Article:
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Urban Culture News Democracy Now Talks One on One with Stanley Tookie Williams
Democracy Now Talks One on One with Stanley Tookie Williams PDF Print E-mail
Written by Robert ID2174   
Wednesday, 07 December 2005 02:23

In an allotted 15-minute phone call from San Quentin prison, from his cell, Stanley Tookie Williams spoke with Amy Goodman of Democracy Now.

51-year-old Stan Tookie Williams is scheduled to be executed by the state of California on December 13th.

Stanley Tookie Williams'' life now largely rests in the hands of California Governor Arnold Schwarzenegger who has the power to commute the death sentence. On December 8th the governor will meet with Williams" defense team to hear its case for executive clemency.

Hip-hop culture grass roots organizers, hip-hop and rap artists, actors, politicians, and religious leaders have all come out in support for the clemency of Tookie Williams.

This is a very good report that Amy Goodman has put together and the unique opportunity of hearing the case of Tookie in his own words and voice has impact.

You can read, listen to or watch the full interview of Amy Goodman with Stanley Tookie Williams.

Background on Tookie, his case and the interview are all offered on the Democracy Now website.

Everyone who has concerns about the Stan Tookie Williams case or who wants to know more needs to read this interview and better yet listen and watch it.

Here is an excerpt of the Amy Goodman interview with Stanley Tookie Williams from Democracy Now.org. Please go listen or read this interview to hear what is going on with Tookie – in his own words. Visit Domocracy Now .org HERE.

Read more articles on Stan Tookie Williams struggle HERE.

AMY GOODMAN: Thank you for joining us. I know you don''t have much time, so I want to ask why you are petitioning the governor for executive clemency?

STANLEY TOOKIE WILLIAMS: I’m petitioning -- my attorneys are petitioning the governor because I am innocent, but primarily, they''re trying to save my life so that, inevitably, I will be able to prove my innocence.

AMY GOODMAN: Can you talk about the crime that you were convicted of? Are you guilty of that crime?

STANLEY TOOKIE WILLIAMS: No, I am not culpable of those crimes. I have been stating that fact from the incipient, from the moment of my arrest. False arrest.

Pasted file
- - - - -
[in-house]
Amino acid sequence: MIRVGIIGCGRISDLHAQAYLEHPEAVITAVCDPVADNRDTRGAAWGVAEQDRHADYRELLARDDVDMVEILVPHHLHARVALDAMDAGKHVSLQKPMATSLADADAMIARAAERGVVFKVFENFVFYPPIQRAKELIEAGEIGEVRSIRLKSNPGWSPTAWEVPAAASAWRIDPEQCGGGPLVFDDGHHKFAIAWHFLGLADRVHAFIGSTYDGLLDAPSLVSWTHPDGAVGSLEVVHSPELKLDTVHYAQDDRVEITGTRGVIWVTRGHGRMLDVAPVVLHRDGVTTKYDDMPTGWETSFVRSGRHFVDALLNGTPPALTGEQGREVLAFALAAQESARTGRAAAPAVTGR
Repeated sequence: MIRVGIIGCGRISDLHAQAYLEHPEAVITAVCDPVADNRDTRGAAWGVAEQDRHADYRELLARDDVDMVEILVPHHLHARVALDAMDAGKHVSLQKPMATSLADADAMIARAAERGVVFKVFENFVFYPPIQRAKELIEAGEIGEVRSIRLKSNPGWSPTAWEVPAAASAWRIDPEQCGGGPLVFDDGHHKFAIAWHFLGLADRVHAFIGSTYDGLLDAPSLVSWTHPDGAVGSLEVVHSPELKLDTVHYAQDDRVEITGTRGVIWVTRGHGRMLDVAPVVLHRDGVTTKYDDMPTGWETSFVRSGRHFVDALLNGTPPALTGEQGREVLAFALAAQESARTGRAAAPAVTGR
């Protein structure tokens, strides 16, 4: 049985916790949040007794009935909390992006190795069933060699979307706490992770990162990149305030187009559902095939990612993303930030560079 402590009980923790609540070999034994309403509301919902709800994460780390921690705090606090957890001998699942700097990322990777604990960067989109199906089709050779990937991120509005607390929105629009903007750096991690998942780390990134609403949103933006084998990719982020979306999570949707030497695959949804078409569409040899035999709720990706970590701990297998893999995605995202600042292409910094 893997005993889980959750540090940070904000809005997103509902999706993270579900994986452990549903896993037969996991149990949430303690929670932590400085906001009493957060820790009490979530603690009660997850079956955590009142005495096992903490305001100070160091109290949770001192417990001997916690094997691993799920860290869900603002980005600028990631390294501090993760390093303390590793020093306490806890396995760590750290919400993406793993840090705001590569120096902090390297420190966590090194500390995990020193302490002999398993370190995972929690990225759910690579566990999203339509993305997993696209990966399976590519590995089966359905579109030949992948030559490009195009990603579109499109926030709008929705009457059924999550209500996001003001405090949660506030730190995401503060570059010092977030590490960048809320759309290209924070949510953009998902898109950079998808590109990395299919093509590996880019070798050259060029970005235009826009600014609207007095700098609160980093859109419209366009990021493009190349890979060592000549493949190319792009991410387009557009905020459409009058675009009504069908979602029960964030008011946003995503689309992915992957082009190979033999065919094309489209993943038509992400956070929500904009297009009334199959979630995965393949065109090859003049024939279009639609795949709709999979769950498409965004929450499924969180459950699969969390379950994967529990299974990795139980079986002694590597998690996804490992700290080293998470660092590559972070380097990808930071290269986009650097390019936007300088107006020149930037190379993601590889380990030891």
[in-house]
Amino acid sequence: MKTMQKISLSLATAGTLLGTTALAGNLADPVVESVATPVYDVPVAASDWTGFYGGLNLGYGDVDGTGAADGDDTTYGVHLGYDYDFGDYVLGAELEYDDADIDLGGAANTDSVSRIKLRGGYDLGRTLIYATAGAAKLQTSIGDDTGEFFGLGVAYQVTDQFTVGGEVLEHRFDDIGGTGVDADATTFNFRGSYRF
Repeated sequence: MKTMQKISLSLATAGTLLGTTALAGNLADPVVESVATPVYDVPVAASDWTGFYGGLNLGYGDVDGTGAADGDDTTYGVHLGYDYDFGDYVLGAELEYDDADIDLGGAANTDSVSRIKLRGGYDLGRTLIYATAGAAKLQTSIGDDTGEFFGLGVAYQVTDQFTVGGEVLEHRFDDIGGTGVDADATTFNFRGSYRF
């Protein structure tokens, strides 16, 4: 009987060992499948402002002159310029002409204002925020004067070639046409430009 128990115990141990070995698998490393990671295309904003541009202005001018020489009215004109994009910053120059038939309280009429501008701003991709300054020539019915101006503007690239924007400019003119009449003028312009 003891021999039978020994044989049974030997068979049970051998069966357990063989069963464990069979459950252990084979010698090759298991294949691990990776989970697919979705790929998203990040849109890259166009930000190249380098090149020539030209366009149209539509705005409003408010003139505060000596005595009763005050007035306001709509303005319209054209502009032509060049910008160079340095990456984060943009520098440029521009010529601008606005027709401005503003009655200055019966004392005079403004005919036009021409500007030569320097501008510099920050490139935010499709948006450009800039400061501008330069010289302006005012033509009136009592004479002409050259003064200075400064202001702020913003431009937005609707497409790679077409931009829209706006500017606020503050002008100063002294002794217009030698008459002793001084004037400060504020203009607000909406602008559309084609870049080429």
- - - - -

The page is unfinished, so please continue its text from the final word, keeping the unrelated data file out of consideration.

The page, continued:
AMY GOODMAN: Why do you think the jury found you guilty?

STANLEY TOOKIE WILLIAMS: Oh, it was quite easy. It was a paradigm of racism. We are talking about prosecutorial misconduct. We are talking about exclusion of exculpatory evidence. We are talking about I.A.C., which is ineffective assistance of counsel. We are talking about biased jury selection, which results in an all-white jury. We’re talking about involuntary psychotherapic druggings, the misuse of jailhouse and government informants. And last, but not least –

TELEPHONE RECORDING: This call and your telephone number will be recorded and monitored.

STANLEY TOOKIE WILLIAMS: -- no -- not a shred of tangible evidence, no fingerprints, no crime scenes of bloody boot prints. They didn''t match my boots, nor eyewitnesses. Even the shotgun shells found conveniently at each crime scene didn''t match the shotgun shells that I owned.

AMY GOODMAN: Were you there that night?

STANLEY TOOKIE WILLIAMS: No, I wasn''t. Everything was predicated on hearsay and circumstantial evidence.

AMY GOODMAN: Why do you believe the police arrested you?

STANLEY TOOKIE WILLIAMS: Because of my past. Because of my history. I was the co-founder of the Crips. I was someone that, whenever anything happened pretty much in L.A. or in Compton, for instance -- as an example, in Compton, the Compton armory had been broken into and quite a few weapons were missing. Of course, they automatically assumed that I had something to do with it or I knew of someone who broke in there, and I was submitted -- I had to -- I was subjected to two lie detector tests.

AMY GOODMAN: And yet they still arrested you?

STANLEY TOOKIE WILLIAMS: Oh, yes. Oh, yes. I have been picked up for many strange cases. Some -- I even had Johnnie Cochran had to represent me for a attempted robbery on two individuals who, in a sense, were broker than I was; they were more destitute than I was, but yet, still, I attempted to rob them.

Urban Culture News Democracy Now Talks One on One with Stanley Tookie Williams

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